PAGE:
Sewage spill shuts Kingait Inn

Merde miasma engulfs &#39d;owntown; Cape Dorset


The return of warm weather will bring a distinct and unpleasant odour to downtown Cape Dorset – the stink of raw sewage.

But more important than the bad smell will be the environmental and health hazard posed by what is basically a giant melting ice cube of sewage beneath the Kingait Inn.

Cape Dorset Mayor Cary Merritt estimated about 100,000 litres of sewage and grey water has leaked underneath the hotel, in an area closed off with plywood skirting, since sometime around freeze-up last fall.

The estimated size of the leak, he said, is based on the difference between the amount of water pumped into the hotel, and the amount of sewage pumped out of the holding tank.

Environmental health officer Ken Klassen from Nunavut's Department of Health and Social Services ordered closing and cleanup of the Kingait Inn on May 6, immediately after investigating the situation.

The public health order also requires the operator to:

  • "immediately fence off the area around the spill to prevent human and animal contact;"
  • "remove and ensure proper disposal of spilled sewage from the area;" and
  • "repair plumbing under the inn to prevent the discharge of sewage into the environment."

The hotel is owned by South Baffin MLA Fred Schell. Contacted by Nunatsiaq News, he declined to comment beyond saying, "I do own it, but I don't manage it anymore."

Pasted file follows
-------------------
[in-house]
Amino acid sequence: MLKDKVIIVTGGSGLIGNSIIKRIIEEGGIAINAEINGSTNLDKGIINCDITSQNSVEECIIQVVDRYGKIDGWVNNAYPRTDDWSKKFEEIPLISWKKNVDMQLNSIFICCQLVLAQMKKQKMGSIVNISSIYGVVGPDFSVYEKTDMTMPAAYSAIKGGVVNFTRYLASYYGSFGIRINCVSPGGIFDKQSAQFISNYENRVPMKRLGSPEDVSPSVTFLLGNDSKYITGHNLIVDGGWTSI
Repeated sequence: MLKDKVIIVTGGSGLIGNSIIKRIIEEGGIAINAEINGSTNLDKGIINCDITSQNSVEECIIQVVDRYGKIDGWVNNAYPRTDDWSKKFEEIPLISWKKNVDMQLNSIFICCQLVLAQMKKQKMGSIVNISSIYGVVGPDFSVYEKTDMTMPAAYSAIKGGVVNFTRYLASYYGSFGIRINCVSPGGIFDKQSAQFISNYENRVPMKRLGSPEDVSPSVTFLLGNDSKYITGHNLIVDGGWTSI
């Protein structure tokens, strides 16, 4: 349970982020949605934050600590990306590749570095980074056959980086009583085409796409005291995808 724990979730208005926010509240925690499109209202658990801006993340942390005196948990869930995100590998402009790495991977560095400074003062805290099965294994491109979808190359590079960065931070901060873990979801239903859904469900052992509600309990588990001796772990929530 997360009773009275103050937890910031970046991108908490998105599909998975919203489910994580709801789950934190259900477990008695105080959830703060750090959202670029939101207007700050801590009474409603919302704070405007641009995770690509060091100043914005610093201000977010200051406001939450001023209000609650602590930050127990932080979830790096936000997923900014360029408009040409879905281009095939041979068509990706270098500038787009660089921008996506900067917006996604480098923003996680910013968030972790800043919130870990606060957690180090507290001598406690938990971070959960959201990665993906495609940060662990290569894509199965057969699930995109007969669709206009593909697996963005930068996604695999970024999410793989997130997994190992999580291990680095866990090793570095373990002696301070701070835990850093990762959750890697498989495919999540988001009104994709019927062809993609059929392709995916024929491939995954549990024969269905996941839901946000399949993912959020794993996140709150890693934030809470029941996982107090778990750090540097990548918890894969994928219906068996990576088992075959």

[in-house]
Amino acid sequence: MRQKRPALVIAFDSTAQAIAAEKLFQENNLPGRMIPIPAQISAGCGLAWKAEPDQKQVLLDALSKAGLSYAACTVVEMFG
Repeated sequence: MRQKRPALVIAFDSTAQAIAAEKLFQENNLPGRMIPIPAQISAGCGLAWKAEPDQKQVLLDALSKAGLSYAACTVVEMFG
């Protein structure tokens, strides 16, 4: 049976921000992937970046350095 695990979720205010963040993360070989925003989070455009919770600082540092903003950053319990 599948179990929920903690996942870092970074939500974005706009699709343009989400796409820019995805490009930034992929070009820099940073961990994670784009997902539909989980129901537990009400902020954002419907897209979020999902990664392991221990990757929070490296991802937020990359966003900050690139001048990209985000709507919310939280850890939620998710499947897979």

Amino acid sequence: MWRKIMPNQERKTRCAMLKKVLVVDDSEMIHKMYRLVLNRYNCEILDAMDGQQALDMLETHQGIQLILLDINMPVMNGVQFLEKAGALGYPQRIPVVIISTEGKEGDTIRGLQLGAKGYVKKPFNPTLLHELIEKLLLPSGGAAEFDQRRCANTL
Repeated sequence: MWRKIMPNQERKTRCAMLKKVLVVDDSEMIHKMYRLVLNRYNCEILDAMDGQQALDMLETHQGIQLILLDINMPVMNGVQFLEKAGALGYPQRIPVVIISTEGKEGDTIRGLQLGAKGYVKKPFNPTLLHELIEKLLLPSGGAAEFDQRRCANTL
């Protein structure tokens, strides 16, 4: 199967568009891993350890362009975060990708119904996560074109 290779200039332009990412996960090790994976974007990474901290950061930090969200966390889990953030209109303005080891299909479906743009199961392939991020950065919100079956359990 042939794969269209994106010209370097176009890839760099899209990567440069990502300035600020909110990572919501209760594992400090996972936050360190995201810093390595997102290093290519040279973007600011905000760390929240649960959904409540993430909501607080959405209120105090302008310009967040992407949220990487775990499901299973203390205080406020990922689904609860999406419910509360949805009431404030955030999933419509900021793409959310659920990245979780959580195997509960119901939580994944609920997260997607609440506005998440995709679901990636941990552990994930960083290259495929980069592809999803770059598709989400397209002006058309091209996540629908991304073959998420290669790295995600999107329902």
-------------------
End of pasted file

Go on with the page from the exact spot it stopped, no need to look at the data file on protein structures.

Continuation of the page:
Since he was elected MLA for the riding in a by-election last fall, Schell said he has passed management of the hotel to Cheryl Constanteau.

"I know that everything is under control, though," he added. "And it was that way until somebody called the CBC and stirred everything up."

Calls to the hotel to reach Constanteau went unanswered.

The inn sits squarely in the centre of the community, across the street from the co-op store.

One source, which also estimated as much as 200,000 litres may have leaked out of the hotel, said children in town have been walking across the flood of frozen sewage that has seeped out from under the hotel.

However, "it wasn't clear there was a leak until it started becoming visible," when the sewage water began seeping out from under the plywood skirting beneath the building late in March, Merritt said in an interview.

"A lot of people were surprised."

He said there is a massive block of ice under the building where the "leaking sewage froze into a giant ice cube. They're going to have to melt it down to get at the plumbing."

The day after the health inspector closed the hotel, workers began attacking the problem, Merritt said.

They are creating a berm around the leak to contain it, he said, and "they're going to have sewage trucks come by and suck it up as it melts."

After the spill is cleaned up, a "proper plumber" will have to come in to fix the leak.

The health department was unwilling to offer any other comment beyond the bare bones of the public health order.

"We're happy to see an effort being made to clean it up," Merritt said, "but it's quite a prospect to get it completed. It's going to take time."

Although the Kingait Inn is not the only place in town to find a room for the night, it was the only restaurant in town.

"People are waiting to get back to the restaurant," Merritt said. "That's one comment I've heard."

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